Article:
Dr Elizabeth HaleCatering details
The Reception of Classical Antiquity in Children’s and Young Adults’ Culture in Response to Regional and Global Challenges
The Our Mythical Childhood project is funded for five years by the ERC’s Horizon 2020 program, through a Consolidator Grant at the University of Warsaw (Prof. Katarzyna Marciniak PI, Grant Agreement 681202). It is a huge international and interdisciplinary project, involving teams from Poland, the United Kingdom, Israel and Cameroon, and of course Australia.
Its mission is to explore the reception of Classical Antiquity in children’s culture around the world.
Through a wide array of outputs (books, teaching tools, animations, and a large-scale survey), we consider the following:
- What influences from Antiquity can we see in contemporary children’s culture?
- How is Antiquity presented in texts and objects aimed at children? What role can Classical material play in children’s lives?
- How do children respond to and transform Antiquity?
- How does Classical Antiquity modulate as it is transmitted around the world?
The project aims at developing a pioneering approach to the reception of Classical Antiquity in children’s and young adults’ contemporary culture. This newly identified research field offers valuable insights into the processes leading to the formation of the culture recipients’ identities along with their initiation into adulthood. However, the most vital potential of this phenomenon remains unexploited, for the research is still selective, focused mainly on Western culture. The project intends to overcome these limitations by applying regional perspectives without the pejorative implication of regional as parochial or inferior. We recognize regions as extremely valuable contexts of the reception of Antiquity, which is not only passively taken in, but also actively reshaped in children’s and young adults’ culture in response to regional and global challenges. Thus, the essence of this innovative approach consists in comparative studies of differing reception models not only across Europe but also America, Australia and New Zealand and – a bold but necessary step – in parts of the world not commonly associated with the Graeco-Roman tradition: Africa and Asia.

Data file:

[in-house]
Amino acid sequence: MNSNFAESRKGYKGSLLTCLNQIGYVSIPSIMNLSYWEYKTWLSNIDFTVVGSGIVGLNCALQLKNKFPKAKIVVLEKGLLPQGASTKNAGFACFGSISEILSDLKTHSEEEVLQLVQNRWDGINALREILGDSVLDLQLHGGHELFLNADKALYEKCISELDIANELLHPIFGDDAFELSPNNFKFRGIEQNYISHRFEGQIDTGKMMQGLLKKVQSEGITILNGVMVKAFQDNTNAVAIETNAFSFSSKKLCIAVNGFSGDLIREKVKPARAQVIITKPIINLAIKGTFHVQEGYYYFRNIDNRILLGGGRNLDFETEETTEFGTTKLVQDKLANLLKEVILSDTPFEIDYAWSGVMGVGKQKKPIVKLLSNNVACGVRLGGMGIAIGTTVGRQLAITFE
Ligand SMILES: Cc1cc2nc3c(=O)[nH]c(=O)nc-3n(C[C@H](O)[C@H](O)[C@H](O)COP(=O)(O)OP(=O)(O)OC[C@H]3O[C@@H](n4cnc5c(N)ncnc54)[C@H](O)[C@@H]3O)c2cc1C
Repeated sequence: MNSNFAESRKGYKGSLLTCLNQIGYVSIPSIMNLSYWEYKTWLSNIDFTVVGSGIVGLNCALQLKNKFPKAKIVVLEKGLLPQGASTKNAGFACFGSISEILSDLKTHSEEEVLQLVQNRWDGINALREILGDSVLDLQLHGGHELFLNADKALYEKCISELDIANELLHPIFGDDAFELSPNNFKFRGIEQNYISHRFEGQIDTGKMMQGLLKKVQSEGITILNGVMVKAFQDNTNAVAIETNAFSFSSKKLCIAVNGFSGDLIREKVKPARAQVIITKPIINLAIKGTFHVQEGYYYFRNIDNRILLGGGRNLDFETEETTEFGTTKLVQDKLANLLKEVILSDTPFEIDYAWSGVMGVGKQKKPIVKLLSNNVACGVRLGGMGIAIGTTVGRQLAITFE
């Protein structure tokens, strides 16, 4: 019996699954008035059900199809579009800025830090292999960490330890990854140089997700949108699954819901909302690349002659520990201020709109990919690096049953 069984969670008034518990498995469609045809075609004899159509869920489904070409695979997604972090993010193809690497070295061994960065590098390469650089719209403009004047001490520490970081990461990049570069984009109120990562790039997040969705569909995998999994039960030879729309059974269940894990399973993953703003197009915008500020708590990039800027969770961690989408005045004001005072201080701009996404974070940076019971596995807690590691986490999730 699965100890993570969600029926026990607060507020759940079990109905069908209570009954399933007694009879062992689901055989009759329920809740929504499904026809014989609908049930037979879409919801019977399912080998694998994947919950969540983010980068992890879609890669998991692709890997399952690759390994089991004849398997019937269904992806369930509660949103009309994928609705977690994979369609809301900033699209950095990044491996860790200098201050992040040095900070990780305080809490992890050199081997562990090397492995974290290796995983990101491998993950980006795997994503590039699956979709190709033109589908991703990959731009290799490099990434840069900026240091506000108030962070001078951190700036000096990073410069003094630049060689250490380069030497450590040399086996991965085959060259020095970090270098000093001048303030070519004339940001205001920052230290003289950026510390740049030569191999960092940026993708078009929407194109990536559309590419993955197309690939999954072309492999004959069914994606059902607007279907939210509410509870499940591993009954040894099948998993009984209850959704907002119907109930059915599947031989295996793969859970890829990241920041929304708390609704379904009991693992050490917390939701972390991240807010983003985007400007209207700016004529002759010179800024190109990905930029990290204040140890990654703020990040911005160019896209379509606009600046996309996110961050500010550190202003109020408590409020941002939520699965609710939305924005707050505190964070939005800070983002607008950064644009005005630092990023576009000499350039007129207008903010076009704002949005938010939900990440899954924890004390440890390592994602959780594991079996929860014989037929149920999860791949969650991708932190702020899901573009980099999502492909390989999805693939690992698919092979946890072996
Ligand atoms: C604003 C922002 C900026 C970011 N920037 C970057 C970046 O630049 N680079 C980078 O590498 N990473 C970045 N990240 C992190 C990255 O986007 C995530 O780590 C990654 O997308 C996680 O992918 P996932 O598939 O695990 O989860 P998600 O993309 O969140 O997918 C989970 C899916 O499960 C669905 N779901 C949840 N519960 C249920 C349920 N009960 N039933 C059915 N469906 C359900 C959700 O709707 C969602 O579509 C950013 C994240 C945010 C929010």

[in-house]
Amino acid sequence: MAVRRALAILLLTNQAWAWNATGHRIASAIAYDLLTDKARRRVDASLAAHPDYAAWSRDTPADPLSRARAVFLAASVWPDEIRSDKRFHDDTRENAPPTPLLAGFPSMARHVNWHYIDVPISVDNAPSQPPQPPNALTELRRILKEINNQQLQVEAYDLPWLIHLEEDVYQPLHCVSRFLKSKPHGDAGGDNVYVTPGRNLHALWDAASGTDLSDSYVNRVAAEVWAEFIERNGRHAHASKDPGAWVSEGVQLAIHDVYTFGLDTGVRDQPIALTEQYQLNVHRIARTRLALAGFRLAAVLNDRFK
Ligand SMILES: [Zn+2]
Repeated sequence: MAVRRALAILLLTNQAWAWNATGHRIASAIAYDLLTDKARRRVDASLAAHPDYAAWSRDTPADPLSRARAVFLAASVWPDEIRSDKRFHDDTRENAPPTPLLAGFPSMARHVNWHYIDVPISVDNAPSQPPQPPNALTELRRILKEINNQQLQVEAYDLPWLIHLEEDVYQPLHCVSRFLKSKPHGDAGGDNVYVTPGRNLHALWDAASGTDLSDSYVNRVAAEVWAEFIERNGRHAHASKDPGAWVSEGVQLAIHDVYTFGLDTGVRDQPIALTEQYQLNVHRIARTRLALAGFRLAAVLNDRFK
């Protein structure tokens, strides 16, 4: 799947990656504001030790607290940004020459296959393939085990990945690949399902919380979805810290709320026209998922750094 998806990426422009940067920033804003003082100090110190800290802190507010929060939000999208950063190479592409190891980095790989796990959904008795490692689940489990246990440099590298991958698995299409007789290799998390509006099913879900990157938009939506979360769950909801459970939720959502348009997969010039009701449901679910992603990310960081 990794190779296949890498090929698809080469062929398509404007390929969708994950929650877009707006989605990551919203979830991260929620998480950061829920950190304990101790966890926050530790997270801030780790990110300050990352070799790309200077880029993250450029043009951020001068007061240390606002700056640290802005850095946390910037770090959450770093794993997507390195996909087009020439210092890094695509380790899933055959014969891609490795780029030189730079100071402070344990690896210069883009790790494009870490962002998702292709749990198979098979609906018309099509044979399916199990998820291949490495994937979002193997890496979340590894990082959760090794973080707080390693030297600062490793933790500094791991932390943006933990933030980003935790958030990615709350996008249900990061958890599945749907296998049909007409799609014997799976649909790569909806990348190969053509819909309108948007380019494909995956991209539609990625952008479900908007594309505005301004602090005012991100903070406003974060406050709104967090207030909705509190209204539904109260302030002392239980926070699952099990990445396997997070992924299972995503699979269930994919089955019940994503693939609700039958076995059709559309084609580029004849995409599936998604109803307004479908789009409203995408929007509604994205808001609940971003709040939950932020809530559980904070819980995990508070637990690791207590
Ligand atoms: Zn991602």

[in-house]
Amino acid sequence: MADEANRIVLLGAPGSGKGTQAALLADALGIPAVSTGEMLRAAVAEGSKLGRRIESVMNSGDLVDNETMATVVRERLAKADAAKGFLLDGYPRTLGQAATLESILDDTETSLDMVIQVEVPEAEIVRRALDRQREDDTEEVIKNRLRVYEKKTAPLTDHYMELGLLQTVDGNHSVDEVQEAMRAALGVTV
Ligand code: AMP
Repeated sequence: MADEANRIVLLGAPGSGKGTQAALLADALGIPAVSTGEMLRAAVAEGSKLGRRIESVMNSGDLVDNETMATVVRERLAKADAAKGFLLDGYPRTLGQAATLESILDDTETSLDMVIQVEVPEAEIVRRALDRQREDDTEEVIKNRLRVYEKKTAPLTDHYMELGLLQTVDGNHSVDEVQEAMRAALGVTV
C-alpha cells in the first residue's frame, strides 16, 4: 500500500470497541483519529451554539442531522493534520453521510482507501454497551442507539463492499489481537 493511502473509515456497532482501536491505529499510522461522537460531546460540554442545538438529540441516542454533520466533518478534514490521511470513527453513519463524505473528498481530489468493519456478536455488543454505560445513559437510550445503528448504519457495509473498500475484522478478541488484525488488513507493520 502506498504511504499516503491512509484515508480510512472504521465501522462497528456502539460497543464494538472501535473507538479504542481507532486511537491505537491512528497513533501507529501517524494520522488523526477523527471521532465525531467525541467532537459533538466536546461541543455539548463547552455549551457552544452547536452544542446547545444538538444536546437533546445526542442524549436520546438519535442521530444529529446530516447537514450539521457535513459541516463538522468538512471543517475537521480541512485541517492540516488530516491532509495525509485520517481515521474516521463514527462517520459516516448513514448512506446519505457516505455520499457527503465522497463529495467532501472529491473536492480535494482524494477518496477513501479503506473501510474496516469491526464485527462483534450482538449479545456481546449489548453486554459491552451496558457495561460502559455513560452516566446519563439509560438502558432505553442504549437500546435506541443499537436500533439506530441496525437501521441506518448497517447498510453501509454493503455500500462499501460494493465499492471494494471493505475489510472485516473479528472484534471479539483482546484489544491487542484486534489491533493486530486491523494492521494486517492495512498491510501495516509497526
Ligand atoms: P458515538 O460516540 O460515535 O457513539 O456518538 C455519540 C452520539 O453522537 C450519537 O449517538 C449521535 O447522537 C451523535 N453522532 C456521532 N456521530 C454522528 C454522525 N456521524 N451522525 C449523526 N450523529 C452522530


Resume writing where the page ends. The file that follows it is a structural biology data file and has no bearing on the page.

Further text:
Elizabeth Hale: Our mythical scholar…
As the Senior Scholar leading the work in the Asia-Pacific, Elizabeth Hale (English, UNE) is gathering data on the transmission of classical material in children’s culture from Australia, New Zealand, Pasifika, and Asian countries. This material is represented in the Our Mythical Childhood survey, and findings are disseminated in her blog, Antipodean Odyssey: Explorations in Children’s Culture and Classical Antiquity. With Dr Miriam Riverlea (PhD, Monash), Elizabeth is also writing Alphabetical Odyssey, a guide to this rich and varied field, showing how children’s texts represent unique and vivid aspects of classical antiquity, inspiring young readers to find out about past worlds and their influence into the future.
Mythical authors wanted…
Through the Our Mythical Childhood project, Dr Elizabeth Hale is working on a database of world literature and culture for children and young adults inspired by Classical Antiquity. Thus far, a team of researchers from the University of New England, and universities in Australia and New Zealand, have written 120+ entries on a wide range of texts from the Asia-Pacific, including novels, picture books, graphic novels, comics, tv series, and films.
Sample entries can be seen in the Our Mythical Childhood Survey of Children’s and Young Adults’ Culture Inspired by Classical Antiquity
Dr Hale is looking for researchers interested in this subject to contribute entries to the database. Entries relate to the cultural texts for children and young adults - in literature, audio-visual art, music and material culture.
Researchers wishing to participate in creation of the database should meet the following criteria:
- academic experience in the field of cultural studies or literary studies; in case of students: achievements certified by publications, conference papers or activities in scholarly circles
- knowledge of the language of the reported culture text
- knowledge of the cultural situation of the region from which the text is quoted/ region of origin of the text
- proficiency in English (entries should be in English).
For more information, contact Elizabeth Hale email@example.com
Candidates will be asked to prepare a sample entry (according to the model we will send).
We reserve the right to choose proposals corresponding to the specifics of the project and database.
This project has received funding from the European Research Council (ERC) under the European Union’s Horizon 2020 research and innovation programme under grant agreement No 681202.